For example, if you have appreciated or rapidly appreciating assets, it
may be more advantageous for you to withdraw from tax-deferred and tax-free
accounts first. This is because these accounts will not receive a step-up in
basis at your death, as many of your other assets will.
However, this may not always be the best strategy. For example, if you intend to
leave your entire estate to your spouse, it may make sense to withdraw from
taxable accounts first. This is because spouses are given preferential tax
treatment with regard to retirement plans. A surviving spouse can roll over
retirement plan funds to his or her own IRA or retirement plan, or, in some
cases, may continue the deceased spouse's plan as his or her own. The funds in
the plan continue to grow tax deferred, and distributions need not begin until
the spouse's own required beginning date.
The bottom line is that this decision is also a complicated one. A financial
professional can help you determine the best course based on your individual
Certain distributions are required
In practice, your choice of which assets to draw first may, to some extent, be
directed by tax rules. You can't keep your money in tax-deferred retirement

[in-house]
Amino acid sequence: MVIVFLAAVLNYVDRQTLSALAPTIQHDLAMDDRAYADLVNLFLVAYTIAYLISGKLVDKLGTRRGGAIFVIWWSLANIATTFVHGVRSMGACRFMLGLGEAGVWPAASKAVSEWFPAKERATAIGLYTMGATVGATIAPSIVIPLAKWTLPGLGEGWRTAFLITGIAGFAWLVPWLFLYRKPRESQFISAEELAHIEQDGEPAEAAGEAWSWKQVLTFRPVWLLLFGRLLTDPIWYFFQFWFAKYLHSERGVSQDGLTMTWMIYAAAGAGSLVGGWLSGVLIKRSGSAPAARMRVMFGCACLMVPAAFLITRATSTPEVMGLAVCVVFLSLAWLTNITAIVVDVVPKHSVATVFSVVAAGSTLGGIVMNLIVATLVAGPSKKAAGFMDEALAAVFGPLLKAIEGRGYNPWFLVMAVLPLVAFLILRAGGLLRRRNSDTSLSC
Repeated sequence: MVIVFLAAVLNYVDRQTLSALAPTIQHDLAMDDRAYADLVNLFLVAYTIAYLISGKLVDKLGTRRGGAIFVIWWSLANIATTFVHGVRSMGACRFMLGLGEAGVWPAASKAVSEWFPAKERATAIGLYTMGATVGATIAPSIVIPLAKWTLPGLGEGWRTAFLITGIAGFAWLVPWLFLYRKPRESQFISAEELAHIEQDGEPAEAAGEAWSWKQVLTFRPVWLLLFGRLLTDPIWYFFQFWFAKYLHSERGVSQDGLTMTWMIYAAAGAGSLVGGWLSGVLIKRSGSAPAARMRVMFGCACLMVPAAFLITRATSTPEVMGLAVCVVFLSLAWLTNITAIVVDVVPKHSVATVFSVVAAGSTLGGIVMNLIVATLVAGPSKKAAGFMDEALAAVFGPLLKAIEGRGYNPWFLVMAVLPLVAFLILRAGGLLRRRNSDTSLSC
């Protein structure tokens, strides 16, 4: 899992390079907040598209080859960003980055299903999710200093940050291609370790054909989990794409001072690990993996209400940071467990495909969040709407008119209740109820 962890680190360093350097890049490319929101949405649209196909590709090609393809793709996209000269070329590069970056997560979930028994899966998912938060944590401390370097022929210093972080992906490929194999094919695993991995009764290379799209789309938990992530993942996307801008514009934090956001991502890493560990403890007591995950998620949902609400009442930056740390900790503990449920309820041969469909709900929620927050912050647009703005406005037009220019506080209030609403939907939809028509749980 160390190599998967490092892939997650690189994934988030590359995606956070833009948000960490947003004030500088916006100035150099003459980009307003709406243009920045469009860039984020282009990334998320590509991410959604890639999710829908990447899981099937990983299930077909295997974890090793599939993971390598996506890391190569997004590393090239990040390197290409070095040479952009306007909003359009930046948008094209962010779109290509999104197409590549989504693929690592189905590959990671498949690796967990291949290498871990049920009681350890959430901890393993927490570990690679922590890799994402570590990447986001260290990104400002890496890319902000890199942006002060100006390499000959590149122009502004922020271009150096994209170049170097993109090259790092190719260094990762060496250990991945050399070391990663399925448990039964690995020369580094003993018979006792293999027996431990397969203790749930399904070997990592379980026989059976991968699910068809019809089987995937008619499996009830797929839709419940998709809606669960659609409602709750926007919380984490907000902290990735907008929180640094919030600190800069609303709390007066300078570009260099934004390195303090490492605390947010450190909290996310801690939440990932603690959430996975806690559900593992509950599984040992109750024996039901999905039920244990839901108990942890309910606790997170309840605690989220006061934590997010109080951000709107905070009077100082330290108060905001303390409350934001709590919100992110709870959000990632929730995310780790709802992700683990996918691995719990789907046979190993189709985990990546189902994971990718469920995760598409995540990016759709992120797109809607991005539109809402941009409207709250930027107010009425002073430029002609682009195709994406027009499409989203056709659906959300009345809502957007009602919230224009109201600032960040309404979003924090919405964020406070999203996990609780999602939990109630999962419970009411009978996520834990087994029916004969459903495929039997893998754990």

accounts forever. The law requires you to start taking distributions — called
"required minimum distributions" or RMDs — from traditional IRAs by April 1 of
the year following the year you turn age 72, whether you need the money or not.
For employer plans, RMDs must begin by April 1 of the year following the year
you turn 72 or, if later, the year you retire. Roth IRAs aren't subject to the
lifetime RMD rules. (Beneficiaries of either type of IRA are required to take RMDs after the IRA owner's death.)2
If you have more than one IRA, a required distribution is calculated separately
for each IRA. These amounts are then added together to determine your RMD for
the year. You can withdraw your RMD from any one or more of your IRAs. (Your
traditional IRA trustee or custodian must tell you how much you're required to
take out each year, or offer to calculate it for you.) For employer retirement
plans, your plan will calculate the RMD, and distribute it to you. (If you
participate in more than one employer plan, your RMD will be determined
separately for each plan.)
It's important to take RMDs into account when contemplating how you'll withdraw
money from your savings. Why? If you withdraw less than your RMD, you will pay a
penalty tax equal to 50% of the amount you failed to withdraw. The good news:
you can always withdraw more than your RMD amount.
If you've used an annuity for part of your retirement savings, at some point
you'll need to consider your options for converting the annuity into income. You
can choose to simply withdraw earnings (or earnings and principal) from the
annuity. There are several ways of doing this. You can withdraw all of the money